THE ART OF RECOVERING ATTORNEY FEES IN UTAH
Quality legal help doesn’t come cheap. This means even winning comes with its costs when it comes to the courtroom. Fortunately, there’s still hope. In Utah, like in other jurisdictions, the winning party has the chance to convince the court to force the losing party to cover whatever costs were spe
ContractsAttorney fee provisions in contracts are very common. They usually explain that if a dispute regarding the contract arises and court proceedings are necessary to enforce the contract, the prevailing party can seek reasonable attorney fees from the losing party. Some form of this attorney fee provision can be found in real estate agreements such as rental agreements, consulting contracts, employment agreements, and many other contracts.
An attorney fee clause is usually mutually beneficial in that it allows either party to recover its attorney fees if it prevails. In some rare instances, attorney fee provisions attempt to benefit only one party. However, under Utah law, an attorney fee provision is available to any party who wins. In other words, this law makes any one-sided contract with respect to attorney fees a mutually beneficial contract.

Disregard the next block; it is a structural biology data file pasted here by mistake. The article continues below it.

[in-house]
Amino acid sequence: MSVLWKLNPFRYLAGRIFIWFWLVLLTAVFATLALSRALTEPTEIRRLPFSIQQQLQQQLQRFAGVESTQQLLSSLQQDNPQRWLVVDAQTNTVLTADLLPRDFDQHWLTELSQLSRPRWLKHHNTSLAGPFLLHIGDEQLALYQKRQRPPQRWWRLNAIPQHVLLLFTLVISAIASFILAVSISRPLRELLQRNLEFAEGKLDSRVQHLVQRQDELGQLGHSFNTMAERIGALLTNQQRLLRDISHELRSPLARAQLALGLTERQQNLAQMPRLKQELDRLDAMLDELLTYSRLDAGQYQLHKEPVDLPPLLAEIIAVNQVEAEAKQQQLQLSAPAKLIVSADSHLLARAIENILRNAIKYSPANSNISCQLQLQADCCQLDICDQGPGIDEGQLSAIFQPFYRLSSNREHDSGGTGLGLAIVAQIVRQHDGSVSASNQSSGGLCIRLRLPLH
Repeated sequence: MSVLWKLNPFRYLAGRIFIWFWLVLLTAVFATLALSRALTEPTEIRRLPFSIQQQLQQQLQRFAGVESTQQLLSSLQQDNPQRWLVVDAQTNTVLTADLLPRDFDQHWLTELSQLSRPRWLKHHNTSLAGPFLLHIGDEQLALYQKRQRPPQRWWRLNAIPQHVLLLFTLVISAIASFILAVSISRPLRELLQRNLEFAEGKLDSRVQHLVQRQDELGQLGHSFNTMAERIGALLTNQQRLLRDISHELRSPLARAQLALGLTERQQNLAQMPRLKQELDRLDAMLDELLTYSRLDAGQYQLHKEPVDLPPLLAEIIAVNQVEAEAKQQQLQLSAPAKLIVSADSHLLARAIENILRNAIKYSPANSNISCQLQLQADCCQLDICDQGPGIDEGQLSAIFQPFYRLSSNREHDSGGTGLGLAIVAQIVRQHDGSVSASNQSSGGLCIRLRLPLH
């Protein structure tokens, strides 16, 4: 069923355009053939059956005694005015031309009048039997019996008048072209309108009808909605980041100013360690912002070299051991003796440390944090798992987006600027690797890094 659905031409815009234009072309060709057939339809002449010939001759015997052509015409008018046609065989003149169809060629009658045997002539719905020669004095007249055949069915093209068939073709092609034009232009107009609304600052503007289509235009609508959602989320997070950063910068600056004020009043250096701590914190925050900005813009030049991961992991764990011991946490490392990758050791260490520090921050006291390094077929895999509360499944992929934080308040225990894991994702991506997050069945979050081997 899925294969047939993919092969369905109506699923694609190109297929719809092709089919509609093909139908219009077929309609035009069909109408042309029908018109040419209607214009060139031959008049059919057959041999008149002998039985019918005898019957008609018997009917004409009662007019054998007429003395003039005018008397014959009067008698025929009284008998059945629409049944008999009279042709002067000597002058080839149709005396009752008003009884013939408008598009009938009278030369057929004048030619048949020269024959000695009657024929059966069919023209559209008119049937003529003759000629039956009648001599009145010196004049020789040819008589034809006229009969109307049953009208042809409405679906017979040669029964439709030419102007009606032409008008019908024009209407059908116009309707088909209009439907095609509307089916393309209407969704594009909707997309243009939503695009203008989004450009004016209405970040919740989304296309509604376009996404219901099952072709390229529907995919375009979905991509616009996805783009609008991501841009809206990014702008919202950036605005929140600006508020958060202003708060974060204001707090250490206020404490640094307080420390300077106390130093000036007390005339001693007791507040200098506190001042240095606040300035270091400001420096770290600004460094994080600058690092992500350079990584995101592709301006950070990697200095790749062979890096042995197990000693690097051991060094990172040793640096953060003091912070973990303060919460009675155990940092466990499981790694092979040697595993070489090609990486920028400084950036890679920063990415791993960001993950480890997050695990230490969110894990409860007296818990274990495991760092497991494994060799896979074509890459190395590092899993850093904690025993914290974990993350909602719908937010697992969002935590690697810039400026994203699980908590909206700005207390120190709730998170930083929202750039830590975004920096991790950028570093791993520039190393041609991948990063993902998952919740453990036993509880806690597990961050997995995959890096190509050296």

StatutesThere are also many statutes that provide for attorney fees in various types of legal disputes. This means that even if the parties did not agree to an attorney fee provision, the prevailing party may be entitled to reasonable reimbursement for the cost of attorney fees. Examples of attorney fee provisions in federal statutes can be found in the Fair Labor Standards Act, which governs minimum wage and overtime requirements, the Fair Housing Act, which protects against housing discrimination, and the Fair Debt Collection Practices Act, which protects against abusive debt-collection practices. The list goes on and on.
There are also plenty of statutes specific to Utah that provide for attorney fees. For example, if a contractor fails to pay his subcontractors or supplies, Utah statutes state that he can be liable for attorney fees related to resolving this dispute. In trust disputes, a court can award reasonable attorney fees to any party to the controversy. And in certain nuisance proceedings, attorney fees may be available.
One Utah statute, the bad-faith statute, applies to all areas of law. It allows a judge to award attorney fees if a case does not have merit and is essentially a waste of everyone's time. Note, however, that judges rarely award fees under this statute, so it is generally best not to consider this statute when evaluating a case.
An ExceptionEven if attorney fees are available under a statute or a contract, the prevailing party may not be able to recover all these fees under Utah rules. This can be accomplished through an offer of judgment. Say a party sued for $20,000 offers to settle the claim for $10,000, and the suing party prevails in an amount not more than $10,000. The original party that sued cannot recover attorney fees incurred after the offer, even if these fees would have been authorized by statute or contract.